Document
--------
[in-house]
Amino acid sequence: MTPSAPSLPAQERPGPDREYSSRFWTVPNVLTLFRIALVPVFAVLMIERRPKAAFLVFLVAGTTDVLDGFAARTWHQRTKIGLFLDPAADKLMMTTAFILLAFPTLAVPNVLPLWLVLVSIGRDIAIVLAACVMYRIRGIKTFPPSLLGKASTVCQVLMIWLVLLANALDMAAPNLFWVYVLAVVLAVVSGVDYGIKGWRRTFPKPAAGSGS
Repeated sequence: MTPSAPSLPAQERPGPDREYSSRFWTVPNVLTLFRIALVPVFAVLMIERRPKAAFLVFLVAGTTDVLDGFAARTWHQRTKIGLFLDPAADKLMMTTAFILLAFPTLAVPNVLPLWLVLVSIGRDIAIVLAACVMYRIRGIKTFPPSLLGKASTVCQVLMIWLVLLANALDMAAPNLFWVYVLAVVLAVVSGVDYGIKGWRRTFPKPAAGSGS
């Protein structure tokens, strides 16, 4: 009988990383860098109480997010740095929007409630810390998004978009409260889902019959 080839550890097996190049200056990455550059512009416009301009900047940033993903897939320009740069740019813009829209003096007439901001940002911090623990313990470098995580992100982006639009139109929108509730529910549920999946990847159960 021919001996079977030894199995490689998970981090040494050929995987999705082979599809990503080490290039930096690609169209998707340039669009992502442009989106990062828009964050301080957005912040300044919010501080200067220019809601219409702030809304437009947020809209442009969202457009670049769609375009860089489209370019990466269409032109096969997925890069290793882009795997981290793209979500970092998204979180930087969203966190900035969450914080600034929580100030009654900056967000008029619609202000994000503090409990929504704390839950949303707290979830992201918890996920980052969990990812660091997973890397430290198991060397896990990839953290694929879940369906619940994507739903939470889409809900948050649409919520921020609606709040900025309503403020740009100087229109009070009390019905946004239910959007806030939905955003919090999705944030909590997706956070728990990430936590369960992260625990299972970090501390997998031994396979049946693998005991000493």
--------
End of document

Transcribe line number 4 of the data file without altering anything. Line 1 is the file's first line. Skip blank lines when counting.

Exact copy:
């Protein structure tokens, strides 16, 4: 009988990383860098109480997010740095929007409630810390998004978009409260889902019959 080839550890097996190049200056990455550059512009416009301009900047940033993903897939320009740069740019813009829209003096007439901001940002911090623990313990470098995580992100982006639009139109929108509730529910549920999946990847159960 021919001996079977030894199995490689998970981090040494050929995987999705082979599809990503080490290039930096690609169209998707340039669009992502442009989106990062828009964050301080957005912040300044919010501080200067220019809601219409702030809304437009947020809209442009969202457009670049769609375009860089489209370019990466269409032109096969997925890069290793882009795997981290793209979500970092998204979180930087969203966190900035969450914080600034929580100030009654900056967000008029619609202000994000503090409990929504704390839950949303707290979830992201918890996920980052969990990812660091997973890397430290198991060397896990990839953290694929879940369906619940994507739903939470889409809900948050649409919520921020609606709040900025309503403020740009100087229109009070009390019905946004239910959007806030939905955003919090999705944030909590997706956070728990990430936590369960992260625990299972970090501390997998031994396979049946693998005991000493």